So next week I will be working on this and probably more Greenstone 3 touch ups.

Anu’s entry for week beginning 30 May 2011

ak19. Friday, June 3rd, 2011.

Fixed a server crashing bug reported on the mailing list (bug was traced to GSDLQueryLex.cpp).Finally worked out a rudimentary way to get an Exact Phrase option in the GS interface for the Web Administrator of our university library, who was faced with this problem. Got GS2 to pass all the remaining OAI validation tests at last. And also got the earliestDatestamp working for GS2’s OAI server as it should (it works out the earliestDatestamp in the manner that GS3 was changed to do it). This means it no longer always returns the unix epoch time of 1970 for all Greenstone OAI repositories, as it used to.

Sam’s Greenstone Blog 27/5/2011

admin. Thursday, June 2nd, 2011.

At the end of last week we discovered the that – unlike the current skin – the new skin did not correctly allow for custom user templates for things like browsing classifiers and search results. We were originally unsure why it was not working but we tracked it down to XSL template priorities. For those of you who are unaware, Greenstone 3 makes heavy use of XML to produce the information necessary to serve pages to the end-user. This XML is then transformed into an actual web page by performing several XSL transformations. XSL (Extensible Stylesheet Language) is basically made up of a set of rules (templates) that say what to do when you encounter a given piece of XML. For example there might be template that means: when you see a documentNode in the XML, replace it with a book icon (HTML tag) followed by a link (HTML tag) to the page for that document. These rules are stored in various files in the web/interfaces/{interface name} folder. To support format statements like what Greenstone 2 has we also allow users to write format statements in the collectionConfig.xml file and these are added to the other templates used to transform the page. So what happens when a user wants to overwrite a pre-existing template (like the one I mentioned before)? Well, we deliberately give the user’s template a higher priority than the default one, so it will do that transformation instead. We found that the default templates in the new skin had deliberately been designed to be more important that the user’s templates, mean that they weren’t showing up at all. So this has now been changed to be more user-template friendly.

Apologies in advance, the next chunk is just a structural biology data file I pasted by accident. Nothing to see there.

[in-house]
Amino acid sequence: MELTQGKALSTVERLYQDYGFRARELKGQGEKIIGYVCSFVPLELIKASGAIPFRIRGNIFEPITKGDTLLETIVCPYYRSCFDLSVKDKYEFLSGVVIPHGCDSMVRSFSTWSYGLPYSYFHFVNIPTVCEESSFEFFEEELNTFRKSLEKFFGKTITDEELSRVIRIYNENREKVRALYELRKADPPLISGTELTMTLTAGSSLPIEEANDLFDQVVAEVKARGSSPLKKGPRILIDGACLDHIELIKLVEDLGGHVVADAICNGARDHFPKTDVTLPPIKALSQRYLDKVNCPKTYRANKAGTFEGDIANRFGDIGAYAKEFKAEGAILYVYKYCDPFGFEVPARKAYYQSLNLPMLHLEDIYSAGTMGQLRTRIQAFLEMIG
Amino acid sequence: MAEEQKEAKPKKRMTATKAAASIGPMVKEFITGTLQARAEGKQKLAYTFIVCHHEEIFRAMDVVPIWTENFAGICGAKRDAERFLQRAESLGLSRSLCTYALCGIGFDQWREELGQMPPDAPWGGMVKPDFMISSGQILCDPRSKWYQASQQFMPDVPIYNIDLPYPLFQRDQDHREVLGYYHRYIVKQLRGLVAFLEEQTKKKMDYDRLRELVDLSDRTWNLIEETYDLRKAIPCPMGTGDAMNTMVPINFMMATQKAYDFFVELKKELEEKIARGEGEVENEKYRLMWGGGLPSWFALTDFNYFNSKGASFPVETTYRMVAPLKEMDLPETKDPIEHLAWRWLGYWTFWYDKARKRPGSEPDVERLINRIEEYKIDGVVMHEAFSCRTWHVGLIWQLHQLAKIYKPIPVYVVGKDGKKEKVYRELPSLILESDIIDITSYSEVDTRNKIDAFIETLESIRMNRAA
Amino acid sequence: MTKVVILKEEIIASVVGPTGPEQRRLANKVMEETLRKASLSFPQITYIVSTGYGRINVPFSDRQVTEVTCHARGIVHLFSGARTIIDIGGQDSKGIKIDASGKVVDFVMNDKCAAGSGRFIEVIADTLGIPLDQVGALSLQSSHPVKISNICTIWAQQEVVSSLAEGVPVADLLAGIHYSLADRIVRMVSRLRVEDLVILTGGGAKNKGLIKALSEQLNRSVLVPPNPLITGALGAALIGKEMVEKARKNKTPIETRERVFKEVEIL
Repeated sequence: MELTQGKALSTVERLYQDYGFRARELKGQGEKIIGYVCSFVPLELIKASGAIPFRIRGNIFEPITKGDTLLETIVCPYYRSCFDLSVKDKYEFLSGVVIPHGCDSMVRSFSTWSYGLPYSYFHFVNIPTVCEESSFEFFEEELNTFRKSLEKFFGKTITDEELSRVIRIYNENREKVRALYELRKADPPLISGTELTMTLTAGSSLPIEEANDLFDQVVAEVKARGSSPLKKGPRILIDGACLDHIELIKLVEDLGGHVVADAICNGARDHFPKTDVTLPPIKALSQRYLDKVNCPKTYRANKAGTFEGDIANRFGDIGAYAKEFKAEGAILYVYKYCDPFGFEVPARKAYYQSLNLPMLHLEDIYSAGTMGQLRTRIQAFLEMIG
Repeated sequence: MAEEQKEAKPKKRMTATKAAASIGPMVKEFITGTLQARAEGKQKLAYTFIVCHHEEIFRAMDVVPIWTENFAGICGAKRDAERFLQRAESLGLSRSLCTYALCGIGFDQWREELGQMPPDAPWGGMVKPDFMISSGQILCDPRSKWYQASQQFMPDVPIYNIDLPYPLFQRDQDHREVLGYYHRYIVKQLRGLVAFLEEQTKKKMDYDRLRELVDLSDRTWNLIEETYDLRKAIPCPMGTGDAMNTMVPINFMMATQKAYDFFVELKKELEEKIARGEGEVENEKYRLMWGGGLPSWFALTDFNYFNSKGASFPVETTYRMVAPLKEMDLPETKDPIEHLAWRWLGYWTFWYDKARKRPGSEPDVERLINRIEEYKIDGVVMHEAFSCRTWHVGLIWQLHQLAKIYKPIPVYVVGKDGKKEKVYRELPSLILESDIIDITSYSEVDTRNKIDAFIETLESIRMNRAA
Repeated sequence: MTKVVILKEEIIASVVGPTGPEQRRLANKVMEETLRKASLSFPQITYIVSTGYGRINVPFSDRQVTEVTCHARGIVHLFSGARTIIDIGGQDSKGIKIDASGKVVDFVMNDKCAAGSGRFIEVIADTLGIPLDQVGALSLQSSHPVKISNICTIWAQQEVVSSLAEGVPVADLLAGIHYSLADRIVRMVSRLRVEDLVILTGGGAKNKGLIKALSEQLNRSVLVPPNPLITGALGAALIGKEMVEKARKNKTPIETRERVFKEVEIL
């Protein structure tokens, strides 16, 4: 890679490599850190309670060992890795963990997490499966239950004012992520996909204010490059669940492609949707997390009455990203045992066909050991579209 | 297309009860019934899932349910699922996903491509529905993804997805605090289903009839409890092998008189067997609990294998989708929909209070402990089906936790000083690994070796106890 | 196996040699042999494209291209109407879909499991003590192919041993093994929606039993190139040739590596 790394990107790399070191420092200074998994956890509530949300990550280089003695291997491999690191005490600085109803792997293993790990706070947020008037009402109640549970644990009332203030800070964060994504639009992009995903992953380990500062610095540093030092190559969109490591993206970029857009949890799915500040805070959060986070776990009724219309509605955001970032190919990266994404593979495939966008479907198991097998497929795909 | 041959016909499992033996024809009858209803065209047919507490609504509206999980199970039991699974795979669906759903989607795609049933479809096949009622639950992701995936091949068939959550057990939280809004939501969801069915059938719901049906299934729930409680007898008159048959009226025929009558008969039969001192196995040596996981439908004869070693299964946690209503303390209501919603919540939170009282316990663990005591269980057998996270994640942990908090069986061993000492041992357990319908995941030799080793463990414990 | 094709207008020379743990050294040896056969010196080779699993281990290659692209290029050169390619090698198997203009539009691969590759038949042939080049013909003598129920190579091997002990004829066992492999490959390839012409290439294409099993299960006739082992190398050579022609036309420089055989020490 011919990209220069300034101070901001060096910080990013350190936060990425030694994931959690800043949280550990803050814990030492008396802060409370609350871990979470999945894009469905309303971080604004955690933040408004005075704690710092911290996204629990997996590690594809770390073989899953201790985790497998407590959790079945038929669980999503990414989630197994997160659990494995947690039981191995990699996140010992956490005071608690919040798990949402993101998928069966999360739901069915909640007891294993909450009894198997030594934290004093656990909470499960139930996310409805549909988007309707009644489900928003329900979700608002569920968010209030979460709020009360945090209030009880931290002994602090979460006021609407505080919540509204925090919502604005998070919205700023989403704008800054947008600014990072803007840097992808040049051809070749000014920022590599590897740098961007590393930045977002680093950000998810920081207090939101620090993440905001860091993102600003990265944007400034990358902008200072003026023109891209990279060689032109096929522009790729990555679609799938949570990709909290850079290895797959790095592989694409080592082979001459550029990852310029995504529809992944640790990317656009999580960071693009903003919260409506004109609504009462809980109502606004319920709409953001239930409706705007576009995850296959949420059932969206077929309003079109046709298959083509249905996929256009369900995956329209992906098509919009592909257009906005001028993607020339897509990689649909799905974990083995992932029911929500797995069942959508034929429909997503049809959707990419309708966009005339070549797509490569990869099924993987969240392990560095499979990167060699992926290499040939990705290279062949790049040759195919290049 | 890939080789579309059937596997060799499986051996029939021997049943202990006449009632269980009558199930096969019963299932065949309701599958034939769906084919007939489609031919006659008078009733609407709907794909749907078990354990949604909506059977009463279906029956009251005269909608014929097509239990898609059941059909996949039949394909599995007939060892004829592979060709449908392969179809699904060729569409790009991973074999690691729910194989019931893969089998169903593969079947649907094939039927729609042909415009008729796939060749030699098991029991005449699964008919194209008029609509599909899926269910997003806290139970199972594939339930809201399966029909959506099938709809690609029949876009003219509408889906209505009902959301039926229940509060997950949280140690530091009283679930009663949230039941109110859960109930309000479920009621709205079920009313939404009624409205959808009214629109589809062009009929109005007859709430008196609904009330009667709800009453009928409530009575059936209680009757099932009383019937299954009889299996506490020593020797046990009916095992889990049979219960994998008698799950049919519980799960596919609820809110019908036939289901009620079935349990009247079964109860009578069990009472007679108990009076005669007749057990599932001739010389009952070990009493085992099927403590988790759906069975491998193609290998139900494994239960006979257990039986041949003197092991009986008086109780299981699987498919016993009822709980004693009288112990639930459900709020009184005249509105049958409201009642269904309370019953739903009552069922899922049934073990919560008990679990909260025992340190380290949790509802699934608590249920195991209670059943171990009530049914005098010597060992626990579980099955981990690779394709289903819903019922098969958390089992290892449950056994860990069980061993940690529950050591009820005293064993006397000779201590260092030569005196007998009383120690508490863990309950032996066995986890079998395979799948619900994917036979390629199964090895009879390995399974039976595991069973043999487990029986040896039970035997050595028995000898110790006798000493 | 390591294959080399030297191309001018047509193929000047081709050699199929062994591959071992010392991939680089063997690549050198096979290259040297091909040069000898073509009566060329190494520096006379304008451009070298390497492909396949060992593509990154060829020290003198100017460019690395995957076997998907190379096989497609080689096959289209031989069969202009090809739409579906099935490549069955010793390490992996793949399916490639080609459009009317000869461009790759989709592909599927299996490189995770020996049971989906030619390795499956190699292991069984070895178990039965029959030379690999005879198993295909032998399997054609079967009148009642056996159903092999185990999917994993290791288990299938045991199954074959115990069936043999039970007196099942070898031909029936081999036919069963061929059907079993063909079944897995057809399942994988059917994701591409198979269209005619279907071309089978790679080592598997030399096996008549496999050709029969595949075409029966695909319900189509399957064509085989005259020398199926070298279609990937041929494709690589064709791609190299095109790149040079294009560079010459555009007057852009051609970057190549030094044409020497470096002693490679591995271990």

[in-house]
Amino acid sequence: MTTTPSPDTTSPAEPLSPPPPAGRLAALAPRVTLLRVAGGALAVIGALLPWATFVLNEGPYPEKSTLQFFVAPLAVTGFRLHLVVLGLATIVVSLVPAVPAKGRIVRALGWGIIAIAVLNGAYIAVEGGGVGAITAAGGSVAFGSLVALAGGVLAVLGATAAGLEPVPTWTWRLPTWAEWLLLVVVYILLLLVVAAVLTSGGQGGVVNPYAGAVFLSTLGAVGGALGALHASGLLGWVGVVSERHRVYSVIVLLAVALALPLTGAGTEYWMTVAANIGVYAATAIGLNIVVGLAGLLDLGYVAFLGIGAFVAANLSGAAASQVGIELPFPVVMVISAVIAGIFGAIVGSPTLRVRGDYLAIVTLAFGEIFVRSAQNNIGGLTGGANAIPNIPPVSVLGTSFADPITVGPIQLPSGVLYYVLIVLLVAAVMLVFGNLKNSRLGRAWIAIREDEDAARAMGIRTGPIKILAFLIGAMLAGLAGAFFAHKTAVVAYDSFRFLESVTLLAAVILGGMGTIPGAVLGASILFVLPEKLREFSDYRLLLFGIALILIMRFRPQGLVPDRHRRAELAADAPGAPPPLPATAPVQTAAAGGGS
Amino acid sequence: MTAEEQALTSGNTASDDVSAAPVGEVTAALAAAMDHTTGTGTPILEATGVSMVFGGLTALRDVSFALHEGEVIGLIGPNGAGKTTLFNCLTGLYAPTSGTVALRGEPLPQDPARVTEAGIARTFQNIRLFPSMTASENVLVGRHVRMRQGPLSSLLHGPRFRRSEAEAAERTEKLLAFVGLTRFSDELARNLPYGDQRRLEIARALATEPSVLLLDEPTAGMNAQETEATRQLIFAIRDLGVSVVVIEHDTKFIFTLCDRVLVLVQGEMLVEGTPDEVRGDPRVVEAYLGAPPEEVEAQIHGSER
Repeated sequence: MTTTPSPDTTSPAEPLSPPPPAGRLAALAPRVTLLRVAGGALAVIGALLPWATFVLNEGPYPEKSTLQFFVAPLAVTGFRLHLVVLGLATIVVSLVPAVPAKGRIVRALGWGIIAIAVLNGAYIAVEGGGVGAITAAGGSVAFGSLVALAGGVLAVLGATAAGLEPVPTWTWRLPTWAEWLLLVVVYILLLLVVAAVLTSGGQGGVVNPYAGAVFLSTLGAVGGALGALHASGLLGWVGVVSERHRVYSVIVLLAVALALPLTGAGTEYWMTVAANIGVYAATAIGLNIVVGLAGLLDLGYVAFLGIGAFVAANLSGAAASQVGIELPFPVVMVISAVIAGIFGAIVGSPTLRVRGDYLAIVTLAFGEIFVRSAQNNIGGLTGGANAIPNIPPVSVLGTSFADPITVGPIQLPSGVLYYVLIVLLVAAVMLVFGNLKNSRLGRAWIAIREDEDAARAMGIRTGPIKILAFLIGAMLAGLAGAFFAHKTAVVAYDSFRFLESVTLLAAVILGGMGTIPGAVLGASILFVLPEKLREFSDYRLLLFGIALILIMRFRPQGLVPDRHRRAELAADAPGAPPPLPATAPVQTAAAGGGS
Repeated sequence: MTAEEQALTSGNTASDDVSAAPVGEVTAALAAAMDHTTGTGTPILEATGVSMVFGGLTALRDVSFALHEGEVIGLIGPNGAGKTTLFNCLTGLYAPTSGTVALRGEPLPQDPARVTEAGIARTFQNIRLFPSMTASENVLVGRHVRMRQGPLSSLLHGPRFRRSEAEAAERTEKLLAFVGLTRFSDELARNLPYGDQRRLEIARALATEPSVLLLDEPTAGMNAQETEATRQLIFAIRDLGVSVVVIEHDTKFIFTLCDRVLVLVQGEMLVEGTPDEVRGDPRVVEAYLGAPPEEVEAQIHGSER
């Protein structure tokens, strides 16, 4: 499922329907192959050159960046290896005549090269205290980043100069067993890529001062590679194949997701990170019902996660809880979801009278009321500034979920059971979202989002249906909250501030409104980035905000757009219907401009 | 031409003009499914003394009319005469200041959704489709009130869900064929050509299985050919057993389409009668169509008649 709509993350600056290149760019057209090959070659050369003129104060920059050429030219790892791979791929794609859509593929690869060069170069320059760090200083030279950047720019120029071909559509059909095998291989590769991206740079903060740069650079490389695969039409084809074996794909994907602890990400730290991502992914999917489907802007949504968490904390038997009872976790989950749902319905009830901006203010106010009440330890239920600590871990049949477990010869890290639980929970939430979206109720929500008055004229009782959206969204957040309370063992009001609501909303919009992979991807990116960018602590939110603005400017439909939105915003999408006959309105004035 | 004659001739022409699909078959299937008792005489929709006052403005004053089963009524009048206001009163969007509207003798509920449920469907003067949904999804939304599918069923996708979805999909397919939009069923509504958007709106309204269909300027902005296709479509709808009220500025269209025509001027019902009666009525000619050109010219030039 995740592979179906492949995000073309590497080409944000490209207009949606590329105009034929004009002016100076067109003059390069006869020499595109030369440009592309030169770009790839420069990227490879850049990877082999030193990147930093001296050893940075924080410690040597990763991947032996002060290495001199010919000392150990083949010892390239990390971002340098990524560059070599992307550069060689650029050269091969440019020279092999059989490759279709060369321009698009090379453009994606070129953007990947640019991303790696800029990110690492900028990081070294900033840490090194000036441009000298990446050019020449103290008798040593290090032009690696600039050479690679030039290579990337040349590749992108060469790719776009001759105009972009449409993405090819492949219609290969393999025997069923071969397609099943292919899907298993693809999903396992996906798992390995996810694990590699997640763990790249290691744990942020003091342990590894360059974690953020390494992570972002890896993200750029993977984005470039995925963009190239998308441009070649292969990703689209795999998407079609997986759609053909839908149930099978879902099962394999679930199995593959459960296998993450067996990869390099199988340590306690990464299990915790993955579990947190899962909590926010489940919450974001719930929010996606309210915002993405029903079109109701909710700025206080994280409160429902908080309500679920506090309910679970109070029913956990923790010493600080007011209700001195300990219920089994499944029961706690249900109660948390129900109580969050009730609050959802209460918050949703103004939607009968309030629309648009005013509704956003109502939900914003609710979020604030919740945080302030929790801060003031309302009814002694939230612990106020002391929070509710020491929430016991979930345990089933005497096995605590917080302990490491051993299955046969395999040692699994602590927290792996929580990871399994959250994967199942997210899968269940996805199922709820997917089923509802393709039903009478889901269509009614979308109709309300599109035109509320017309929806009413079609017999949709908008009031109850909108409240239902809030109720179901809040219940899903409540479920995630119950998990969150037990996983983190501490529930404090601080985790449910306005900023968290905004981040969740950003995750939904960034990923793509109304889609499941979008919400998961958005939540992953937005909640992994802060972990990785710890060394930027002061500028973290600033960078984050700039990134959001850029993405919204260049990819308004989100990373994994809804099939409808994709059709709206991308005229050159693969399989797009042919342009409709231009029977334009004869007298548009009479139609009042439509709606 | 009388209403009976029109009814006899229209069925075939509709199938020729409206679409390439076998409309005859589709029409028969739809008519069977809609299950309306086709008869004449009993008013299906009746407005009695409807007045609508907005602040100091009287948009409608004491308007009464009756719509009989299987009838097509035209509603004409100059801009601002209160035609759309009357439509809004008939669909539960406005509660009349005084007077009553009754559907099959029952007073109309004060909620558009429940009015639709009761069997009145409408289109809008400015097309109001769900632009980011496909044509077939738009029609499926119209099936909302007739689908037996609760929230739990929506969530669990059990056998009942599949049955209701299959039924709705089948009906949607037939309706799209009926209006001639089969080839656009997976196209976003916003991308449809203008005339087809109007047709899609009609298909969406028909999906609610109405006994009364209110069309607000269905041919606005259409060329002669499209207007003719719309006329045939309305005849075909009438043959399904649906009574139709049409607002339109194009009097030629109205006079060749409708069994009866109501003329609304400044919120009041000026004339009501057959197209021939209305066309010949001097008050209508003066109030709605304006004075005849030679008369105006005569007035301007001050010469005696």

Next week I will be adding the finishing touches to the new skin (mostly organising it so that it is easy to modify) and assuming that we can clear up the remaining tickets then I predict I will be spending time testing Greenstone 3 to make sure they are ready for release.